The IMAGE study was a multicenter clinical trial of stable heart transplant patients conducted at 12 heart transplant centers in the United States. Patients were randomized either to receive the AlloMap test or the conventional endomyocardial biopsy method of surveillance monitoring. The patients enrolled into the study when they were six months to five years post-transplant and then followed by the assigned surveillance method for up to two years. The primary endpoint was an event of rejection with hemodynamic compromise, graft dysfunction due to other causes, death or retransplantation. Secondary outcomes included the number of biopsies performed. Patient satisfaction and quality of life were also assessed.
Results showed that, during a median follow up of 19 months, cardiac transplant recipients monitored with AlloMap had similar two-year cumulative rates of rejection with hemodynamic compromise, graft dysfunction from other causes, death or retransplantation as recipients who were monitored with routine biopsies (14.5 percent vs. 15.3 percent). The two-year rates of death or retransplantation were also similar in the AlloMap and biopsy arms (6.3 percent and 5.5 percent). The trial also showed that patients randomized to AlloMap underwent significantly fewer biopsies per person year of follow-up compared with patients in the biopsy group (0.5 biopsies/year vs. 3.0 biopsies/year). Patient satisfaction with AlloMap was higher compared with the biopsy method.
About AlloMapÃ‚® Molecular Expression Technology
AlloMap Molecular Expression Testing is a gene expression test that uses a simple, noninvasive method of blood sample collection and can be used to reliably indicate the low probability of acute cellular rejection in stable heart transplant recipients. AlloMap testing measures the expression levels of 20 specific genes in the blood. The combined expression of these genes, represented as an AlloMap test score, can help a physician evaluate whether a patient is at low risk for rejection when used together with standard clinical assessment. AlloMap, performed in the XDx CLIA certified laboratory, has been commercially available since 2005 and was cleared by the U.S. Food and Drug Administration in 2008.
XDx, based in Brisbane, Calif., is a molecular diagnostics company focused on the discovery, development and commercialization of noninvasive gene expression-based tests for the monitoring of transplant rejection and autoimmune diseases. The company has developed AlloMapÃ‚® Molecular Expression Testing, an FDA-cleared test, which provides transplant physicians with a tool to aid in the determination of the probability of acute cellular rejection for post-cardiac transplant patient management. Some of the AlloMap technology developed and implemented by XDx in heart transplant patient management may be applicable to other conditions that involve transplant rejection and diseases that affect the immune system. XDx’s noninvasive technology offers the potential to decrease healthcare costs and significantly improve the quality of life for patients with a variety of life-threatening or life-altering immune-mediated diseases. For more information, please visit www.xdx.com.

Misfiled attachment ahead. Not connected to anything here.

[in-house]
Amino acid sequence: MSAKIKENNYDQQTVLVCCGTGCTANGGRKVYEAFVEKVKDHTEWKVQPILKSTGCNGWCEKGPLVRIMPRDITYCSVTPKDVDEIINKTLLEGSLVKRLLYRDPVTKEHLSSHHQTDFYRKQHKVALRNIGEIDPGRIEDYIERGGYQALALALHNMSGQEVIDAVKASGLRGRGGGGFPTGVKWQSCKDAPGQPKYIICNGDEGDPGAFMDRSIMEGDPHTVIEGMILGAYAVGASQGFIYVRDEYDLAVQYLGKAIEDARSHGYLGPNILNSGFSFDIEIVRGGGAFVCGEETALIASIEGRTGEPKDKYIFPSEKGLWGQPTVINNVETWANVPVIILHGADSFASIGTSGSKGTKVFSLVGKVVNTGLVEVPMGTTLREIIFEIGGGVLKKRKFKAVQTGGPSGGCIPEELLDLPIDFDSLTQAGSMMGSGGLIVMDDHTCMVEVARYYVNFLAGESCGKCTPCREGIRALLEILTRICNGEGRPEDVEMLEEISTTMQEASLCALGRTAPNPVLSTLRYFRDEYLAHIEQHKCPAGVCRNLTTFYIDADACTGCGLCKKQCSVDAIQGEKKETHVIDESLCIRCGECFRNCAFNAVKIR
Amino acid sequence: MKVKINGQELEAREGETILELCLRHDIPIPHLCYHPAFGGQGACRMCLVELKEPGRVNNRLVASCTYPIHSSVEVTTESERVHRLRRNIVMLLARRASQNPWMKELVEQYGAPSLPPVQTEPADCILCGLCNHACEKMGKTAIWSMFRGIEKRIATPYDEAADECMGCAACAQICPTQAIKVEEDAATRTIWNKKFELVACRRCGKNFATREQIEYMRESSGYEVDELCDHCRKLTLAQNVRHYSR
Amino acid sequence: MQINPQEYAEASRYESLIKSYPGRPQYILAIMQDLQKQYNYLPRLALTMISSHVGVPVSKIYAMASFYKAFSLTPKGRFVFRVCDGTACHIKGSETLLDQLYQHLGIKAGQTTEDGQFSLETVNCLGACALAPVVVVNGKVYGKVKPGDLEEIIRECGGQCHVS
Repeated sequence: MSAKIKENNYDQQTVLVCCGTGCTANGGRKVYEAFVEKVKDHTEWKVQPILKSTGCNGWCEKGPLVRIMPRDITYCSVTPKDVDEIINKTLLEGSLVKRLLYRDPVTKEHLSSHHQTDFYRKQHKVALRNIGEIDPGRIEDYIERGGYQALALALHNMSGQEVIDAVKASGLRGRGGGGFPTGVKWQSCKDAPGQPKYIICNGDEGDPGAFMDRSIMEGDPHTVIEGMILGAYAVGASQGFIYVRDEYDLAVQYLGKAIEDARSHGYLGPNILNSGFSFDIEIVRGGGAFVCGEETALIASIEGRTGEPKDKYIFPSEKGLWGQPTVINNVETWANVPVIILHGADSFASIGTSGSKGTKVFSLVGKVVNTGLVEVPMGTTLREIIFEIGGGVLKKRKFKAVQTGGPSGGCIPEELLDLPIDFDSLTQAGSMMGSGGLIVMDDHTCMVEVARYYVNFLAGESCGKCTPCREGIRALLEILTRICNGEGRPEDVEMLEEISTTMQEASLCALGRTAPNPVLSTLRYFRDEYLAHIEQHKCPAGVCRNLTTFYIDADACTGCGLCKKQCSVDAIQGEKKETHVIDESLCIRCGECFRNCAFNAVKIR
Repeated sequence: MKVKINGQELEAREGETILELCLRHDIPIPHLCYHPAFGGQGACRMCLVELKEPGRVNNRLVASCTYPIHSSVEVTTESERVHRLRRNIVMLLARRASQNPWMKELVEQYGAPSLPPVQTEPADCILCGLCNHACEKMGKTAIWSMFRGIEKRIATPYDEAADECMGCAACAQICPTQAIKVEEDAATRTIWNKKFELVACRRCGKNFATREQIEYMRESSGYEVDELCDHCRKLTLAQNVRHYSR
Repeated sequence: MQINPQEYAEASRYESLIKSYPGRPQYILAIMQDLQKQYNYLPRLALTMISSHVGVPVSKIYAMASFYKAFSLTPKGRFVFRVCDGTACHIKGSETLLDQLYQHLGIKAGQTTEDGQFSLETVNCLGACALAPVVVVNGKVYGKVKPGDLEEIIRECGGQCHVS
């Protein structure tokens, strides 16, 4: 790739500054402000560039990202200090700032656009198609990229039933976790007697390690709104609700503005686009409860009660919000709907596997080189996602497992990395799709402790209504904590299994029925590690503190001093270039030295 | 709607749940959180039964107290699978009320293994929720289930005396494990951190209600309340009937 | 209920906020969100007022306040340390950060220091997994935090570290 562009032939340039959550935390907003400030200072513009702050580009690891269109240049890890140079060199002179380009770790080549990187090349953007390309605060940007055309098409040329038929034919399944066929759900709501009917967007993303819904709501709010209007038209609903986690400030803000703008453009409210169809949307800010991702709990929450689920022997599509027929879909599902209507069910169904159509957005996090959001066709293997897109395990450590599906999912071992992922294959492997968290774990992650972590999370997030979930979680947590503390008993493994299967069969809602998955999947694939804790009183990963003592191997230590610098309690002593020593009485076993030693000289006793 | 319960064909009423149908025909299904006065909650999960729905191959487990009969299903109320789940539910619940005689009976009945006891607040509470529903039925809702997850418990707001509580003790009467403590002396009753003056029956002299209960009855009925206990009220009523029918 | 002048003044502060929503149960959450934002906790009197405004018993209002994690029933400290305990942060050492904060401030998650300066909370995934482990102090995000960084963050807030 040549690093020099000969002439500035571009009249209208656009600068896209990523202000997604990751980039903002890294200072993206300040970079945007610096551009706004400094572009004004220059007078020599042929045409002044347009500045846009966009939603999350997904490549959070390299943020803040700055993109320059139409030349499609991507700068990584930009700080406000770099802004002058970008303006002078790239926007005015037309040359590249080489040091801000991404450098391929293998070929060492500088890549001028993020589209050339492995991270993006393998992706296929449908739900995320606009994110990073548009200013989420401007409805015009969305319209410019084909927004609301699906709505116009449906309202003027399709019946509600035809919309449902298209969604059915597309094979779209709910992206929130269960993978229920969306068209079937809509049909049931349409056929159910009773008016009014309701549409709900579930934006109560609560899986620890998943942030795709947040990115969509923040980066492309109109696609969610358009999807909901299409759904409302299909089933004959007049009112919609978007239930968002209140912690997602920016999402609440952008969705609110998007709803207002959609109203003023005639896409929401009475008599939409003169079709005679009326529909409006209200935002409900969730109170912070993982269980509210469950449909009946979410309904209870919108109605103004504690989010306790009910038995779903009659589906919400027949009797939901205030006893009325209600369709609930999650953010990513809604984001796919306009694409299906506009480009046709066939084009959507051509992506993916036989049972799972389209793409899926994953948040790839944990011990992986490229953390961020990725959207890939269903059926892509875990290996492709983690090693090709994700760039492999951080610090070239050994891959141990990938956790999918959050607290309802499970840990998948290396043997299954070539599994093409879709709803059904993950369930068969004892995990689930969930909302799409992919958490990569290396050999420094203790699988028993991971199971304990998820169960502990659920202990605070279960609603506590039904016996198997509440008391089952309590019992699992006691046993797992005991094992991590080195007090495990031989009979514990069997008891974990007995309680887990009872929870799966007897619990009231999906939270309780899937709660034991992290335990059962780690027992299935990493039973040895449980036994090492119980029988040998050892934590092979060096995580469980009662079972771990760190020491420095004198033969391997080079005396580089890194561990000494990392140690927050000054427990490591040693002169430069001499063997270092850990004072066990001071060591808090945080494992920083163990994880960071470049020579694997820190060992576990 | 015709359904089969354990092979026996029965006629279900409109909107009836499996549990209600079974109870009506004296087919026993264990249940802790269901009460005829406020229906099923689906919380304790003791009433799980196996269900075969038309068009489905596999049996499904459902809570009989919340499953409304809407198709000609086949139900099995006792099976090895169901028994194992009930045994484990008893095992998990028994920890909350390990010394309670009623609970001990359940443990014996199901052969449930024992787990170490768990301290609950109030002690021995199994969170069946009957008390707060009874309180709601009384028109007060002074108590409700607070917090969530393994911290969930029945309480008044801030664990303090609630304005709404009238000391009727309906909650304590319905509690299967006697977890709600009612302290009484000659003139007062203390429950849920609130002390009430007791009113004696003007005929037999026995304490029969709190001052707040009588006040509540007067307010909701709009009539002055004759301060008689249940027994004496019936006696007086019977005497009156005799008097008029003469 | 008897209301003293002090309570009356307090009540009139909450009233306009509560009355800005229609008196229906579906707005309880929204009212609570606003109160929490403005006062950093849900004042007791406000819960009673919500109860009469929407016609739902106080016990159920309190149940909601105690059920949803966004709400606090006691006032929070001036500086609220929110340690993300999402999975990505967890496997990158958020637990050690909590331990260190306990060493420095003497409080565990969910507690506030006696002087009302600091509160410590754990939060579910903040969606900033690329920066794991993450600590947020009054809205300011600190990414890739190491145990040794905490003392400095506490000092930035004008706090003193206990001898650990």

The International Society for Heart and Lung Transplantation (ISHLT) is a not-for-profit organization dedicated to the advancement of the science and treatment of end-stage heart and lung diseases. Created in 1981, the Society now includes more than 2,200 members from 45-plus countries, representing a variety of disciplines involved in the management and treatment of end-stage heart and lung disease.
ISHLT maintains two vital databases. The International Heart and Lung Transplant Registry is a one-of-a-kind registry that has been collecting data since 1983 from 223 hospitals from 18 countries. The ISHLT Mechanical Circulatory Support Device (MCSD) database has been collecting data since 2002 with the aim of identifying patient populations who may benefit from MCSD implantation; generating predictive models for outcomes; and assessing the mechanical and biological reliability of current and future devices. In Fall 2006, ISHLT released the first international guidelines for heart failure patient management and in 2010, the organization will release the first international guidelines for heart transplant patients. For more information, visit www.ishlt.org.
SOURCE International Society for Heart & Lung Transplantation and XDx